to make cuts to the curriculum and it is untenable.


The Government points out that class sizes are at the lowest level for a


decade and ?40 billion is being spent on schools in England this


year, the highest cash figure ever. Now, this afternoon the new Chief


inspector of schools for England, Amanda Spielman, will get up and


make a speech to head teachers in which she says some schools are


quite deliberately narrowing the range of subjects they are teaching


and moving difficult pupils out of their schools to help them write up


school league tables. Again, I suspect that will not go down well


at all with some head teachers. Downing Street says it is confident


it will meet its own deadline of the end of March for triggering


the start of Britain's departure It comes as EU leaders met


in Brussels to shore up unity Let's cross to Brussels and our


Europe correspondent, Ben Wright. Well, European leaders are just


leaving the summit now, having spent the morning talking about the EU's


priorities, mapping out its future, a feature that will not include


Britain. While the formal divorce Brexit talks have not started yet,


there is a feeling that the separation has already begun.


This is not quite as usual this morning as 27 EU heads of Government


gathered without Britain Daesh business not quite as usual. Within


weeks, the UK will start to unpick a decades long relationship with the


EU and try to build a new one. Everyone expects the divorce to be


difficulty. A crucial player on the EU side will be Donald Tusk,


re-elected yesterday as President of the European Council, which


represents EU leaders. In a fortnight, EU leaders will meet


in Italy to celebrate 60 years since the signing of the Treaty of Rome, a


foundation stone of the European unit.


At Brexit will no doubt overshadow the party. Theresa May, who left the


summit last night, insists she will trigger the starter Brexit by the


end of the month and Foreign Secretary Boris Johnson has been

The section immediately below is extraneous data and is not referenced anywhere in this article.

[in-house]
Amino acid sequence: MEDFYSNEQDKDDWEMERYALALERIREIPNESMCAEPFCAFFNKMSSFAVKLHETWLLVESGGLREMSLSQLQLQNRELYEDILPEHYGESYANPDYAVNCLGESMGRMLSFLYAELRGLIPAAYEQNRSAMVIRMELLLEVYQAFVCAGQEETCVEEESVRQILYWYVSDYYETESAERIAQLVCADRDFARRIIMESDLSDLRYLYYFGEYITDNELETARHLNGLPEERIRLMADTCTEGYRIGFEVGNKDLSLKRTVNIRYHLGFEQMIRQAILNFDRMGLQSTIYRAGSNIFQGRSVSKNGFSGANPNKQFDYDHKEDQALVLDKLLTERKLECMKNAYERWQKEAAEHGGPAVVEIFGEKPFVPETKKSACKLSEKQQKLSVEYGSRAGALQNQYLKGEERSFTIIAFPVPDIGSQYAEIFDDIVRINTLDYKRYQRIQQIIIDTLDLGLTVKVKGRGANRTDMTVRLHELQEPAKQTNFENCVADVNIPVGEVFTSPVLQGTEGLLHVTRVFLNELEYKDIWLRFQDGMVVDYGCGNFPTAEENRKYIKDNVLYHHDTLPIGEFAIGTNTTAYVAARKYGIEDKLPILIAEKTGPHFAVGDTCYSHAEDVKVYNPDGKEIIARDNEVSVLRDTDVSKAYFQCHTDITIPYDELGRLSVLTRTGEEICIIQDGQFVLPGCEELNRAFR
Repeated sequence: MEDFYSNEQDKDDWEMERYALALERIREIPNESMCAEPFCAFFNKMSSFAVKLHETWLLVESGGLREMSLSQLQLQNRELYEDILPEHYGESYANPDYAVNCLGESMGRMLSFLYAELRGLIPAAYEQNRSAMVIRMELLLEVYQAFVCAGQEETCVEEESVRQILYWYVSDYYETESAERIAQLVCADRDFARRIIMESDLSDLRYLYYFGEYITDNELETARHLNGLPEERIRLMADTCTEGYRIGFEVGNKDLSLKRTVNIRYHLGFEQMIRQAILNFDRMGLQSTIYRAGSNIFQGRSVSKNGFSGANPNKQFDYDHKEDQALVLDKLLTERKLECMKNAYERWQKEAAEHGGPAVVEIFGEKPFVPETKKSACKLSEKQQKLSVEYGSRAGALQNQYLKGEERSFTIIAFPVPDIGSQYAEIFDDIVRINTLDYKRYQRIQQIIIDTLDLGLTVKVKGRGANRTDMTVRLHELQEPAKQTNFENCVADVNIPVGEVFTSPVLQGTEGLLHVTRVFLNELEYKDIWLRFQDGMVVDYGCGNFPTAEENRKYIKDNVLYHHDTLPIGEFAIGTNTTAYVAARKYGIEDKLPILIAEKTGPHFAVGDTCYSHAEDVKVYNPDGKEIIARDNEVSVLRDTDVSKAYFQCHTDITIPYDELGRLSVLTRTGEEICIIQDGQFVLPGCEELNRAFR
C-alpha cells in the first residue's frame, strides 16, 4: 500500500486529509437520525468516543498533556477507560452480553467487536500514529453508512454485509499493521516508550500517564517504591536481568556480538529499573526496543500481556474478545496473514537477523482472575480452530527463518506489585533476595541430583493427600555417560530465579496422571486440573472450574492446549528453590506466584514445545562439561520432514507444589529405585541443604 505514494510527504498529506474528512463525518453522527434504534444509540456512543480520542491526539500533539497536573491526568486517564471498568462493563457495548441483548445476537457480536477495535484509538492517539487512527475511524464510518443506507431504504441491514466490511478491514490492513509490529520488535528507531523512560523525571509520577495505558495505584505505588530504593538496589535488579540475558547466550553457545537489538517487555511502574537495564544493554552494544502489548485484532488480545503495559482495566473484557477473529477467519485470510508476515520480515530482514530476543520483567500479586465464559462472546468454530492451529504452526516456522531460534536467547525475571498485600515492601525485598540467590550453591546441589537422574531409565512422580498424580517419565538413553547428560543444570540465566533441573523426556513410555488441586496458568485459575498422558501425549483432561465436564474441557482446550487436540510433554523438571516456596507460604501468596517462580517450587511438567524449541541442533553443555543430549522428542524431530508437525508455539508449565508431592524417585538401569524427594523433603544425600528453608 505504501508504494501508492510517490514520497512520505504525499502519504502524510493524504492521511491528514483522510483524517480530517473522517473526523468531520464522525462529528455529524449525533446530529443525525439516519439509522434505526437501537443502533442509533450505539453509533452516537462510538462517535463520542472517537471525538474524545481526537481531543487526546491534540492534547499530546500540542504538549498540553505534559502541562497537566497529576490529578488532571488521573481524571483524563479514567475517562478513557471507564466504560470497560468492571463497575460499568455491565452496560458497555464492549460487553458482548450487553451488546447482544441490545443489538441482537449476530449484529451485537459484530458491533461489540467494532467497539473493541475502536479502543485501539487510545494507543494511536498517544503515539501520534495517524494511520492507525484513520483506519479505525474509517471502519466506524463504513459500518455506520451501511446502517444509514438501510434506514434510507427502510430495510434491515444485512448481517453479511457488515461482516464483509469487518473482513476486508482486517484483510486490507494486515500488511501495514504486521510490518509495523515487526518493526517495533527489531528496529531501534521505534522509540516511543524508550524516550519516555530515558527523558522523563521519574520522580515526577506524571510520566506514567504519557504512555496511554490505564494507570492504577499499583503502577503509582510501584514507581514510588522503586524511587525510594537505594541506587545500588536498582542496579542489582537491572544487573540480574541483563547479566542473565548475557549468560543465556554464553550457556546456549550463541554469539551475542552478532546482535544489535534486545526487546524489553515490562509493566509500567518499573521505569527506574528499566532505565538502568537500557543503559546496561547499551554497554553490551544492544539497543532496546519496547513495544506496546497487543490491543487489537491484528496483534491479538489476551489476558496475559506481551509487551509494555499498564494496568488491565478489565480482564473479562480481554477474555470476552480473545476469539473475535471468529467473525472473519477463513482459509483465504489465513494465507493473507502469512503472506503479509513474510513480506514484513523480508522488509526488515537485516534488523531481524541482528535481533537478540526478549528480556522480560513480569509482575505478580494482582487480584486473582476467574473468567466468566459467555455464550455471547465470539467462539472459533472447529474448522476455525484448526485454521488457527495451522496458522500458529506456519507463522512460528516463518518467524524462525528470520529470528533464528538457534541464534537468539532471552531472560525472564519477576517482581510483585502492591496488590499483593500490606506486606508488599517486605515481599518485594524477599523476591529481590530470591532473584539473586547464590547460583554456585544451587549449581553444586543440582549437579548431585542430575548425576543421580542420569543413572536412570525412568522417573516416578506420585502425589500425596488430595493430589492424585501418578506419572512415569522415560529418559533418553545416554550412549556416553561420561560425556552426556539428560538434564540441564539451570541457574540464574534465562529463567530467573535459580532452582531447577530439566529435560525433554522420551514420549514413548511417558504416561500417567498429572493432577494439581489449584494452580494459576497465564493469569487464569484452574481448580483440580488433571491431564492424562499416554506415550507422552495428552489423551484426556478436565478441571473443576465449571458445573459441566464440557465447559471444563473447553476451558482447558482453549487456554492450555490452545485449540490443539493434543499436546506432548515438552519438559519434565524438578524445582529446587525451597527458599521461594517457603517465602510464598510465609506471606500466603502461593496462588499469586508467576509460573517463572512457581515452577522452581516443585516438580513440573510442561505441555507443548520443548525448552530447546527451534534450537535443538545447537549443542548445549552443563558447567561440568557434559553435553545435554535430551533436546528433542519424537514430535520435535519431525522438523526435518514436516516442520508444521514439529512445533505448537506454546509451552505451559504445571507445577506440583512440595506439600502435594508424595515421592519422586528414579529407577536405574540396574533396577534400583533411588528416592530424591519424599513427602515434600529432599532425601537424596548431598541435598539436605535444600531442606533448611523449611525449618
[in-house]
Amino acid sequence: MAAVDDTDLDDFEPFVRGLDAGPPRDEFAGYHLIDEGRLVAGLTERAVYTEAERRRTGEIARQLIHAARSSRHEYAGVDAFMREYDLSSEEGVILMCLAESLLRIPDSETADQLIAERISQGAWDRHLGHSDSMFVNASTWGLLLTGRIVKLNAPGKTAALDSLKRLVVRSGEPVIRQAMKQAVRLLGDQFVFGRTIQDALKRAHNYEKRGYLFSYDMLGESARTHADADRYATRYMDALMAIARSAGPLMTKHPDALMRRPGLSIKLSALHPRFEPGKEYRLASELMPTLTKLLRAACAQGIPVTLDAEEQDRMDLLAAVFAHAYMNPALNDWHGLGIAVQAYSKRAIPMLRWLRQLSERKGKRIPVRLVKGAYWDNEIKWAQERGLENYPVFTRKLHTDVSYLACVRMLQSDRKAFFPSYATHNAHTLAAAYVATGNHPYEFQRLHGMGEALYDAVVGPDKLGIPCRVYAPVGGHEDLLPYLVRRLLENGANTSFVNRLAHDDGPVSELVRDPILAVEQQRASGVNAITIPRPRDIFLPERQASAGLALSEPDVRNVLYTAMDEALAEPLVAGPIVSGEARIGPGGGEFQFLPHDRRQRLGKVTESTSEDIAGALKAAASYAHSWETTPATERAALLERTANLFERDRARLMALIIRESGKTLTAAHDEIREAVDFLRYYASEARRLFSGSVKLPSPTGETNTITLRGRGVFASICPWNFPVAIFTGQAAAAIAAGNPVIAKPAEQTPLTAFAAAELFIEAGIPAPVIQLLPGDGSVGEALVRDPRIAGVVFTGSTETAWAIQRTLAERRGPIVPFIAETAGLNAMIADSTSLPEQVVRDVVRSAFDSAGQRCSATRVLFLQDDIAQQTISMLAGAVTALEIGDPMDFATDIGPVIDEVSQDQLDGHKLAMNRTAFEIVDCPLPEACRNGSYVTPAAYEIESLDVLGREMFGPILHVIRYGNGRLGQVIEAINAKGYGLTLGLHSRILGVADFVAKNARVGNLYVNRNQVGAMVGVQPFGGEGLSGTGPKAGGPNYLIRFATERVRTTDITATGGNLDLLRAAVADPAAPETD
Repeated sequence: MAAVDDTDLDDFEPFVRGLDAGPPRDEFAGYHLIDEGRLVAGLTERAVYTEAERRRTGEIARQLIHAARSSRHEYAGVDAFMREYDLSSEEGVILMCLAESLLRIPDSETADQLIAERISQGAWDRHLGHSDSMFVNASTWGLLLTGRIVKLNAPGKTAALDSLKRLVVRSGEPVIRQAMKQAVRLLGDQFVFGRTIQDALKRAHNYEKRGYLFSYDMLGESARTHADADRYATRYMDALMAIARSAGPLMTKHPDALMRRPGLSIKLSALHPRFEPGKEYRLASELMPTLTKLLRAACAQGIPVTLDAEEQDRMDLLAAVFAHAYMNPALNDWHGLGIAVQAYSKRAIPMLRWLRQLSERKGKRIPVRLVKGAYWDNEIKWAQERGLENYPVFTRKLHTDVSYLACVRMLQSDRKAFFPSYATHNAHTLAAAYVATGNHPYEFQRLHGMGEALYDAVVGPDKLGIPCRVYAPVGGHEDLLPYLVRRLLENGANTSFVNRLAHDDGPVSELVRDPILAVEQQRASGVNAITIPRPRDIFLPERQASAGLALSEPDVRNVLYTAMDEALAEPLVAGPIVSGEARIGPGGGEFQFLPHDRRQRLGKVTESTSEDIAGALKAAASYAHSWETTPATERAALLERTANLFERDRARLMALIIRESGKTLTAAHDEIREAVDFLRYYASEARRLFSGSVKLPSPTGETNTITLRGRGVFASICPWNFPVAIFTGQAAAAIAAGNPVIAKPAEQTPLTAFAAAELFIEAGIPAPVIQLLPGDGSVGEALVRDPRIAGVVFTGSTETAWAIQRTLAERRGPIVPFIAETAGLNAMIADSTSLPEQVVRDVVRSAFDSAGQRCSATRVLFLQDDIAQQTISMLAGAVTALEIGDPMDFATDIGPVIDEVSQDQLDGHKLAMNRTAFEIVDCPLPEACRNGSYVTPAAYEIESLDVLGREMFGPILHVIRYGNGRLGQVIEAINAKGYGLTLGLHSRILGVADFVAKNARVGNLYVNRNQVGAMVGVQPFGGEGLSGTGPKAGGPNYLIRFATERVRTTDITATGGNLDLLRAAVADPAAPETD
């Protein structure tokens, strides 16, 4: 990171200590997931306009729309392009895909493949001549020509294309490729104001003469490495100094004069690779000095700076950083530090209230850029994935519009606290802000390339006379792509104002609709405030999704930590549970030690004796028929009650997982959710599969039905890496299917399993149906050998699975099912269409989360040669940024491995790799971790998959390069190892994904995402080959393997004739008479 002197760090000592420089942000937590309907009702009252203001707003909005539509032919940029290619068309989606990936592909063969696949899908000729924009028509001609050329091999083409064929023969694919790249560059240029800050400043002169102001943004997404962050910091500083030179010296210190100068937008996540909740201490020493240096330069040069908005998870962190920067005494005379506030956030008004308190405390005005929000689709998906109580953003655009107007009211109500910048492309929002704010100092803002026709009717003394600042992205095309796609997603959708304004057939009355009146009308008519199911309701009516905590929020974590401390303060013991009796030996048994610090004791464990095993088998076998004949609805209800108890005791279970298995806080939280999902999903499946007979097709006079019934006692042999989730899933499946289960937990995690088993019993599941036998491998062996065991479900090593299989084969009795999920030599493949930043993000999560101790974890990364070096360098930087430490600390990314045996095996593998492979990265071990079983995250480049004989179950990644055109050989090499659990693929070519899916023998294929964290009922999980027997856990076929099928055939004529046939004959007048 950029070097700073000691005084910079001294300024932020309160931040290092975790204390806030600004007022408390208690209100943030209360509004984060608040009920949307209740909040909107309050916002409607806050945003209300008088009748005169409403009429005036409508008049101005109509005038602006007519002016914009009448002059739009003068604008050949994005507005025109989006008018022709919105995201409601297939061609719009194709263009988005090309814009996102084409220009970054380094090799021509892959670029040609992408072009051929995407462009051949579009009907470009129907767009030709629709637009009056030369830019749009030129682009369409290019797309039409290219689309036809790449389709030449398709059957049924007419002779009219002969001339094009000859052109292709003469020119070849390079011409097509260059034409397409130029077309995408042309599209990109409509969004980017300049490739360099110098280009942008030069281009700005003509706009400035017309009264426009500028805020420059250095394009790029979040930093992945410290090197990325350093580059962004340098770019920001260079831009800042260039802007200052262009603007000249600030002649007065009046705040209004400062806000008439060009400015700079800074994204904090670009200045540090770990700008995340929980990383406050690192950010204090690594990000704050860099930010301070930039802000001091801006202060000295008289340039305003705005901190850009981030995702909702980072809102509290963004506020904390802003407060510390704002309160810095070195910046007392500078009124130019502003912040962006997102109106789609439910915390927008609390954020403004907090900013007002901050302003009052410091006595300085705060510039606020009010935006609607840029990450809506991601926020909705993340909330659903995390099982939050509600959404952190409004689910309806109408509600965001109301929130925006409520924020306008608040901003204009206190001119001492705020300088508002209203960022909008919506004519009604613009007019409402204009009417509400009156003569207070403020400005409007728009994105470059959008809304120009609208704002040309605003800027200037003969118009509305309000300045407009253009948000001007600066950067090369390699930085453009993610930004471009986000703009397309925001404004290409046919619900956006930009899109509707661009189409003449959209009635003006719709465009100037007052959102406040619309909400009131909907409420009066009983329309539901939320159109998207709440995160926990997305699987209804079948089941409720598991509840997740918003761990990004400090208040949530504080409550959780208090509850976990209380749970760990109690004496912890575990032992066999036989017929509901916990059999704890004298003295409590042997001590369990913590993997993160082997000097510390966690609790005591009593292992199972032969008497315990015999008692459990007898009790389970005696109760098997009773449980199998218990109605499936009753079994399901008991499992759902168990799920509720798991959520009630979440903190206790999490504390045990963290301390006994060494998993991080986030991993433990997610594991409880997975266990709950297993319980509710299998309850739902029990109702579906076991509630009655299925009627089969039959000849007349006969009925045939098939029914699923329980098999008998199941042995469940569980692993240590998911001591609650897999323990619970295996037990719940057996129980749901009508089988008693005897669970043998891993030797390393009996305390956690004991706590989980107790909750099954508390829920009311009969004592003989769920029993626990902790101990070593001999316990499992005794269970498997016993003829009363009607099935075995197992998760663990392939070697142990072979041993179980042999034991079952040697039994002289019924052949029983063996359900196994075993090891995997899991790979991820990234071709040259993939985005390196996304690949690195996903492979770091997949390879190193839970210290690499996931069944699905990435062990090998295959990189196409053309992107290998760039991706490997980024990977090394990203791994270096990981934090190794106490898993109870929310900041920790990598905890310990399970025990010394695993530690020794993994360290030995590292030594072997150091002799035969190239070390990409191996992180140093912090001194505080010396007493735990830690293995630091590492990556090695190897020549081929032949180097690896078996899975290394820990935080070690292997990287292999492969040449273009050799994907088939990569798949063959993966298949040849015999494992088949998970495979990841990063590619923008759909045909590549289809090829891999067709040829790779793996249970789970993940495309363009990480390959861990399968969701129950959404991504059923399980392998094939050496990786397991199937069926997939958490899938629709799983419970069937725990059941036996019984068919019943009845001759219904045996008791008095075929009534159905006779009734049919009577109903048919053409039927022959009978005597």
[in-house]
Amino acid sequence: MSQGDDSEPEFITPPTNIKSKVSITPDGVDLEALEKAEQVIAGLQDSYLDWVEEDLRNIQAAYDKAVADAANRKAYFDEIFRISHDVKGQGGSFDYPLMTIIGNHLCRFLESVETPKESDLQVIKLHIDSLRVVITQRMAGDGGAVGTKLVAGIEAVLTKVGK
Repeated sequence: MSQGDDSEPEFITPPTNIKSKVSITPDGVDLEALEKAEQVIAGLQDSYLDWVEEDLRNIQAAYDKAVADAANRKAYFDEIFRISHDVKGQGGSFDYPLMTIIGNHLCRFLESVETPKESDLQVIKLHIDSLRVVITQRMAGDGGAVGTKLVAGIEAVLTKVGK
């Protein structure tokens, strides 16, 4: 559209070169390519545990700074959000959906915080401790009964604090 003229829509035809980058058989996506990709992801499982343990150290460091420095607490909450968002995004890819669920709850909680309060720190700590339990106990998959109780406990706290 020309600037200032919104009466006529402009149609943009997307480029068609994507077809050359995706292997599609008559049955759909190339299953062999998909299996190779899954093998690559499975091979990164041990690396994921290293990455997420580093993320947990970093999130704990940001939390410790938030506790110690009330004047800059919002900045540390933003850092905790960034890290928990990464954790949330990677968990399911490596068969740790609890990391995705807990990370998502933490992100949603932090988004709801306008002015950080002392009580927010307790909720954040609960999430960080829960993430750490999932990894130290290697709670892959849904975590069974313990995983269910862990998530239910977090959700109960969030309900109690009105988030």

clear about the future cost of access to EU markets.


It is not reasonable, I don't think, for the UK, having left the EU, to


continue to make vast budget payments. I think everybody


understands that and that is the reality.


From the other side of the negotiation, an idea from the senior


MEP who was not a negotiator but will represent the European


Parliament during Brexit. He says there could be some way for UK


citizens who wanted to retain their EU identity.


Many UK citizens say I want to continue to have my European


citizenship, I think we need to examine what type of special


arrangement we can make for these individual citizens who want to


continue to have a relationship with the European Union.


But how that might work in practice is anyone's guess. We are on the


brink of negotiations that have never been attempted before. The


risks for both sides are high. Now, EU leaders desperately did not


want Brexit to happen, but now it is going to they are keen to get on


with it and there is a real sense of the phoney war phase of this coming


to an end. Theresa May has said for a long time she intends to get the


best deal for Britain, EU leaders and people within the institutions


have insisted they will get a really good deal for the EU, crucially one


serving as a warning to EU countries who might think about leaving in the